“Vegetables and fruits have a life cycle,” the artist writes in a statement. “At first they are ripe and delectable, arranged to emote their sensual qualities and relationship with one another through size, color and form. As they age their contours are pushed and ripped to reveal inner seeds and juices. ... As they decompose they are mashed into pulp, emerging into usefulness once more as handmade paper. A new beauty arising from their end.”

Dancing break

Twenty-one University of Massachusetts Amherst and Five College dance students have spent most of their time between the fall and spring semesters working with guest artist Helen Pickett, taking classes in the newly renovated dance space in Totman Gymnasium on the UMass campus.

Picket, a nationally and internationally known performer and choreographer, danced with William Forsythe and the Frankfurt Ballet. She created choreography for the Aspen Santa Fe, Atlanta, Boston, Louisville and Washington ballet companies. Commissions include works for the Royal Ballet of Flanders, the Dance Theatre of Harlem, and other companies across the globe.

This month, the students have studied ballet, Forsythe Improvisation Technologies and choreography/composition with Picket.

There will be a final showing of their work Saturday at 1 p.m. in the new dance space, which is open to the public.

For more information about Pickett, visit www.helenpickett.com. For more information about the Five College Dance Department, visit www.fivecolleges.edu/dance.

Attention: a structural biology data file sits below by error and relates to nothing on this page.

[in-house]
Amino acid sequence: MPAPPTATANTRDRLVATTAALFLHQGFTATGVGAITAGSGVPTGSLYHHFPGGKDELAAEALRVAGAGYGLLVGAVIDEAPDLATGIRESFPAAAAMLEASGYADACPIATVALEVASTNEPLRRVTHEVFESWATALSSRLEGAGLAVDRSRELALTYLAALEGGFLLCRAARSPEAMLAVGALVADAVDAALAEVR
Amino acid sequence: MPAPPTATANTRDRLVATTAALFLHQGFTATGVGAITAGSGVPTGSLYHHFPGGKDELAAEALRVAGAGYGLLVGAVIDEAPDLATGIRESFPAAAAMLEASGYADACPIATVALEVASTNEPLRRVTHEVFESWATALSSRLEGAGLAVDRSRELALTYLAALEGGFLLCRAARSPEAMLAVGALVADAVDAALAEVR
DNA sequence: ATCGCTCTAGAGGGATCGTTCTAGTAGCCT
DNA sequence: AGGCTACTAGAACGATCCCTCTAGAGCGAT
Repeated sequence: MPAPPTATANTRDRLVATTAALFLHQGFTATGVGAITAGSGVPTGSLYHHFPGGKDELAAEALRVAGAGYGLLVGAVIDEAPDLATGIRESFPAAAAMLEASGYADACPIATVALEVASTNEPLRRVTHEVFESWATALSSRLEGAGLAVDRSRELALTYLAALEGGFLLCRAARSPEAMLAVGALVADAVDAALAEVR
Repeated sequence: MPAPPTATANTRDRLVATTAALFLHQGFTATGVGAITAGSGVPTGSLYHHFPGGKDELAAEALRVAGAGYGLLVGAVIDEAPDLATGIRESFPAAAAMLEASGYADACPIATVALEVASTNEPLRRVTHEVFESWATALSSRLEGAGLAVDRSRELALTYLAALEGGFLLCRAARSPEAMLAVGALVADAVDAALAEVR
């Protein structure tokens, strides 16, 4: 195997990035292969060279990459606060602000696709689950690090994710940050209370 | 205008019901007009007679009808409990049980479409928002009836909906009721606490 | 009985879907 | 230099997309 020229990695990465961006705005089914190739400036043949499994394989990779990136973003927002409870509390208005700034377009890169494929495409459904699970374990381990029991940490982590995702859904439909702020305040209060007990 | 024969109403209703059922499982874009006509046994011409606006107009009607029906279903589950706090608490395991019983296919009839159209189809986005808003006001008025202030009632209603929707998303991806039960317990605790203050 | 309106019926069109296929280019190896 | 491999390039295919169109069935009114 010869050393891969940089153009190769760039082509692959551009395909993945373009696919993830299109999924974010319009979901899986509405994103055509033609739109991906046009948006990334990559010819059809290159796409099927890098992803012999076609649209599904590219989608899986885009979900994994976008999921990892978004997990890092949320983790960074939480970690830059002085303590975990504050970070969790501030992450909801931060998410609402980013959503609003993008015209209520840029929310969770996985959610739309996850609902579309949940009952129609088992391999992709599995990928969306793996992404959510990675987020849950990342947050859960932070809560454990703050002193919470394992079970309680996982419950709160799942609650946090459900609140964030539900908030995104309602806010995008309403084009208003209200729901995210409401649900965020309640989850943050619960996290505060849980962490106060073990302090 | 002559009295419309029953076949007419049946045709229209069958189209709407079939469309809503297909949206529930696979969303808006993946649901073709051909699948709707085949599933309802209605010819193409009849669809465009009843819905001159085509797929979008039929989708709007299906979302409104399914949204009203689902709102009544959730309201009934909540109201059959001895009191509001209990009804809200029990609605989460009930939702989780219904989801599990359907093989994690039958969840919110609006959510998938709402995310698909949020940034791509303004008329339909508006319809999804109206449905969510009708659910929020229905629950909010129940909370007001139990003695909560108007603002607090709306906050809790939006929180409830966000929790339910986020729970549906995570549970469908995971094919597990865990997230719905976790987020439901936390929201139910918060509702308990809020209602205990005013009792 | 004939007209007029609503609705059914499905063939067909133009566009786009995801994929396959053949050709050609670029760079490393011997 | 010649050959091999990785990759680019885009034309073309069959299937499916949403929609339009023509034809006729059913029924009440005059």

Call for artists

Historic Northampton, in collaboration with the Northampton Center for the Arts and A.P.E., is accepting proposals from artists to exhibit work between September and June, 2017. The proposals should draw on, or be inspired by, objects from the museum’s permanent collection.

Submissions may be for solo or group shows/installations; and 2- or 3-dimensional work in all mediums will be considered. Each shows will run for about one month and opening receptions will be held on Northampton’s Arts Night Out.

Before applying, consult the museum’s online catalogue of its permanent collection of photographs, documents, manuscripts, fine art, furniture, ceramics, glass, metals, toys, tools, textiles and costumes from the 17th through 21st centuries. Also, visit the museum to look at the gallery space.

Deadline for submissions if March 15. For full details, visit historicnorthampton.org.

A new play

“Breastless,” a new play by Laurel Turk and directed by Jeannine Haas of Pauline Productions, based in Goshen, will be performed Thursday through Sunday and Jan. 21-24 at First Congregational Church of Ashfield.

They play is billed as “one woman’s determinedly truthful exploration of body image and sexuality after a double mastectomy. Intimate monologues are juxtaposed with wry humor, song and dance.” The performers are Turk, Emily Fox, Emily Bloch and Dorian Gregory. The piece was performed as a staged reading at last year’s Double Take Fringe Festival in Greenfield. It has been expanded to a full production.

Tickets are available at BrownPaperTickets.com. For more information, visit PaulineLive.com.